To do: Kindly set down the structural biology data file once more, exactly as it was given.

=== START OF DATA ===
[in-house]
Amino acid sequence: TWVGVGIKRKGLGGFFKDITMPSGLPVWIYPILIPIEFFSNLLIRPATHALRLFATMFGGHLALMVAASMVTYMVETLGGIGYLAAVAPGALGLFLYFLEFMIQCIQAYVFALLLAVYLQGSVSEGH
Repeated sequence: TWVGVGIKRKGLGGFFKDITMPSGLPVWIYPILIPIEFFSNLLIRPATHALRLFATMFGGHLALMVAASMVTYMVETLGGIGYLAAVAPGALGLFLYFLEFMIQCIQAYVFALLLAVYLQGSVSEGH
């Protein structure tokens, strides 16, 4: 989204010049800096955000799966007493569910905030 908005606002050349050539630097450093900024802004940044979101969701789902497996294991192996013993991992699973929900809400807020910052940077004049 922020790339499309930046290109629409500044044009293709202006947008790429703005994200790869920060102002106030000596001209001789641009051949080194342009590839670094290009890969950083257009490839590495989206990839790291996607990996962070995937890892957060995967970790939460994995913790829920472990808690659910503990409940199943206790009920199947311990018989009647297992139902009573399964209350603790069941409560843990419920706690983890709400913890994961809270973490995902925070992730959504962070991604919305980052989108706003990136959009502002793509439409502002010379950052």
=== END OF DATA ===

[in-house]
Amino acid sequence: TWVGVGIKRKGLGGFFKDITMPSGLPVWIYPILIPIEFFSNLLIRPATHALRLFATMFGGHLALMVAASMVTYMVETLGGIGYLAAVAPGALGLFLYFLEFMIQCIQAYVFALLLAVYLQGSVSEGH
Repeated sequence: TWVGVGIKRKGLGGFFKDITMPSGLPVWIYPILIPIEFFSNLLIRPATHALRLFATMFGGHLALMVAASMVTYMVETLGGIGYLAAVAPGALGLFLYFLEFMIQCIQAYVFALLLAVYLQGSVSEGH
């Protein structure tokens, strides 16, 4: 989204010049800096955000799966007493569910905030 908005606002050349050539630097450093900024802004940044979101969701789902497996294991192996013993991992699973929900809400807020910052940077004049 922020790339499309930046290109629409500044044009293709202006947008790429703005994200790869920060102002106030000596001209001789641009051949080194342009590839670094290009890969950083257009490839590495989206990839790291996607990996962070995937890892957060995967970790939460994995913790829920472990808690659910503990409940199943206790009920199947311990018989009647297992139902009573399964209350603790069941409560843990419920706690983890709400913890994961809270973490995902925070992730959504962070991604919305980052989108706003990136959009502002793509439409502002010379950052």